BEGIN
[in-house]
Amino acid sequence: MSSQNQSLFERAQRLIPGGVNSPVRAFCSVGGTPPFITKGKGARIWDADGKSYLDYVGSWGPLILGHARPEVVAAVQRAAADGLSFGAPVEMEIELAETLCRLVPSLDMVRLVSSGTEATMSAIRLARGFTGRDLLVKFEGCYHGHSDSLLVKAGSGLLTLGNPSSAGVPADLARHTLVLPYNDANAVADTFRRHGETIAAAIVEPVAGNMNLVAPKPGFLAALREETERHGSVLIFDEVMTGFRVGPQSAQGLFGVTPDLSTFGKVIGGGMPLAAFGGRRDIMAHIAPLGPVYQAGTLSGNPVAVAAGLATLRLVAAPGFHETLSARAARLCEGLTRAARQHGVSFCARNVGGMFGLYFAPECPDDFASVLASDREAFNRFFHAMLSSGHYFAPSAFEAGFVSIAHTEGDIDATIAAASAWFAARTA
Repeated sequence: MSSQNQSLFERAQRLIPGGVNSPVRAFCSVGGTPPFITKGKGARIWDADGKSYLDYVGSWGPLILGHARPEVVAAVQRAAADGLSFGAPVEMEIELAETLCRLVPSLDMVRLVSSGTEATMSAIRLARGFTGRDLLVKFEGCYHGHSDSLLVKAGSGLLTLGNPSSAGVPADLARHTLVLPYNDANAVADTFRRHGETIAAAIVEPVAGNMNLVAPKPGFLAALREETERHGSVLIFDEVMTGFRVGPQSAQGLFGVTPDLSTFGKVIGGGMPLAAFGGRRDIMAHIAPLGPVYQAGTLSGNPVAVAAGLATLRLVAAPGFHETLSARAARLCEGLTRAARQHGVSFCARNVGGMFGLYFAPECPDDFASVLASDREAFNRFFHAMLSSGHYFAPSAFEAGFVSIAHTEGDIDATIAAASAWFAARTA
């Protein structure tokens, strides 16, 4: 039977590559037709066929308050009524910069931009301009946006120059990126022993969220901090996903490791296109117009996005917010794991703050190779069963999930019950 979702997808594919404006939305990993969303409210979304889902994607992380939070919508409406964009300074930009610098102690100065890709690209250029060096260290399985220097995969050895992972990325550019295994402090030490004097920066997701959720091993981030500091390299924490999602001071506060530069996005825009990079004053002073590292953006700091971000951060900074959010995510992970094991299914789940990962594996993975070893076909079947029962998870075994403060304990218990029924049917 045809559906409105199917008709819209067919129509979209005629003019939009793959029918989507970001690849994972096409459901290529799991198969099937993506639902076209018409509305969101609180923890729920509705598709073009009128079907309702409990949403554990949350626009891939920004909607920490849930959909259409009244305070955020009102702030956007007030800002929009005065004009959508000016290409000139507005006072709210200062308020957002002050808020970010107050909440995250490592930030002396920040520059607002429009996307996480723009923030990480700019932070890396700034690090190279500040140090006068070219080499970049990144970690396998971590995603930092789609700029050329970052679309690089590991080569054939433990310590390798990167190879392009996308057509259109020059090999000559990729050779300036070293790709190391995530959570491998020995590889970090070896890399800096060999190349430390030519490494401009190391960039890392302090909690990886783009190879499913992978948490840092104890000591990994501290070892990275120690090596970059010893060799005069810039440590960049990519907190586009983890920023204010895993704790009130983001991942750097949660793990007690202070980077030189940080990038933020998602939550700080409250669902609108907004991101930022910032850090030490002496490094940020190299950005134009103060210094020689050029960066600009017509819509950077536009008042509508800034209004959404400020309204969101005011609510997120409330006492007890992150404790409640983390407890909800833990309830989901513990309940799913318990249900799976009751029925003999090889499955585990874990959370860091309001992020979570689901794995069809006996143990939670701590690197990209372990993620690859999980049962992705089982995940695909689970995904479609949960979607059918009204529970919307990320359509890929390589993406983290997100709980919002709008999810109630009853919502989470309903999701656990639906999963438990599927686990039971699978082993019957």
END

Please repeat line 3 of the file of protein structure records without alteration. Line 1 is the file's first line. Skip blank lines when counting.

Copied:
Repeated sequence: MSSQNQSLFERAQRLIPGGVNSPVRAFCSVGGTPPFITKGKGARIWDADGKSYLDYVGSWGPLILGHARPEVVAAVQRAAADGLSFGAPVEMEIELAETLCRLVPSLDMVRLVSSGTEATMSAIRLARGFTGRDLLVKFEGCYHGHSDSLLVKAGSGLLTLGNPSSAGVPADLARHTLVLPYNDANAVADTFRRHGETIAAAIVEPVAGNMNLVAPKPGFLAALREETERHGSVLIFDEVMTGFRVGPQSAQGLFGVTPDLSTFGKVIGGGMPLAAFGGRRDIMAHIAPLGPVYQAGTLSGNPVAVAAGLATLRLVAAPGFHETLSARAARLCEGLTRAARQHGVSFCARNVGGMFGLYFAPECPDDFASVLASDREAFNRFFHAMLSSGHYFAPSAFEAGFVSIAHTEGDIDATIAAASAWFAARTA